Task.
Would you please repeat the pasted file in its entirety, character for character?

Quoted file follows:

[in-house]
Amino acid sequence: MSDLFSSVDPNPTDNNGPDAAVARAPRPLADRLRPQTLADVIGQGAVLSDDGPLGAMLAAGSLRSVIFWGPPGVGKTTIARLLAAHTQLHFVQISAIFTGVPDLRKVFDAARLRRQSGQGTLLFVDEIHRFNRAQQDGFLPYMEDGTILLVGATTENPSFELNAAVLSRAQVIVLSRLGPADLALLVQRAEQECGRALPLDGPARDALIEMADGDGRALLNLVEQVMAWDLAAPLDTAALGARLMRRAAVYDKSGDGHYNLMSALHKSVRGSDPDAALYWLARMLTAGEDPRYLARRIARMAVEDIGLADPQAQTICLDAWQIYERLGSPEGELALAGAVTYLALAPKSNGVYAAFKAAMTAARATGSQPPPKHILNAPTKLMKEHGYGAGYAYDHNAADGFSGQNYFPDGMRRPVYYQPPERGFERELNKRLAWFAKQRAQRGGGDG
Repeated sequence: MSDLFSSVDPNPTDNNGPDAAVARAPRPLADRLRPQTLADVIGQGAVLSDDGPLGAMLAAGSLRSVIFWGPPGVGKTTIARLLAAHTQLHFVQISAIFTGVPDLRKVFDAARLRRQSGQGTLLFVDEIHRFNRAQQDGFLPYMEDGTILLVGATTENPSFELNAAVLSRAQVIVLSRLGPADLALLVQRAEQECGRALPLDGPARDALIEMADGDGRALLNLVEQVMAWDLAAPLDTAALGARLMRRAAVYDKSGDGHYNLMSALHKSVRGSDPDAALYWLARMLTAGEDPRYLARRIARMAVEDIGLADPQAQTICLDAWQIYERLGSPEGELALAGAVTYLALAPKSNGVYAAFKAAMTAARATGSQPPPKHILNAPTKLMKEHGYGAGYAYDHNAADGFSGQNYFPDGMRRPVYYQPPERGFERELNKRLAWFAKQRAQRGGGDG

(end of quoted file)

[in-house]
Amino acid sequence: MSDLFSSVDPNPTDNNGPDAAVARAPRPLADRLRPQTLADVIGQGAVLSDDGPLGAMLAAGSLRSVIFWGPPGVGKTTIARLLAAHTQLHFVQISAIFTGVPDLRKVFDAARLRRQSGQGTLLFVDEIHRFNRAQQDGFLPYMEDGTILLVGATTENPSFELNAAVLSRAQVIVLSRLGPADLALLVQRAEQECGRALPLDGPARDALIEMADGDGRALLNLVEQVMAWDLAAPLDTAALGARLMRRAAVYDKSGDGHYNLMSALHKSVRGSDPDAALYWLARMLTAGEDPRYLARRIARMAVEDIGLADPQAQTICLDAWQIYERLGSPEGELALAGAVTYLALAPKSNGVYAAFKAAMTAARATGSQPPPKHILNAPTKLMKEHGYGAGYAYDHNAADGFSGQNYFPDGMRRPVYYQPPERGFERELNKRLAWFAKQRAQRGGGDG
Repeated sequence: MSDLFSSVDPNPTDNNGPDAAVARAPRPLADRLRPQTLADVIGQGAVLSDDGPLGAMLAAGSLRSVIFWGPPGVGKTTIARLLAAHTQLHFVQISAIFTGVPDLRKVFDAARLRRQSGQGTLLFVDEIHRFNRAQQDGFLPYMEDGTILLVGATTENPSFELNAAVLSRAQVIVLSRLGPADLALLVQRAEQECGRALPLDGPARDALIEMADGDGRALLNLVEQVMAWDLAAPLDTAALGARLMRRAAVYDKSGDGHYNLMSALHKSVRGSDPDAALYWLARMLTAGEDPRYLARRIARMAVEDIGLADPQAQTICLDAWQIYERLGSPEGELALAGAVTYLALAPKSNGVYAAFKAAMTAARATGSQPPPKHILNAPTKLMKEHGYGAGYAYDHNAADGFSGQNYFPDGMRRPVYYQPPERGFERELNKRLAWFAKQRAQRGGGDG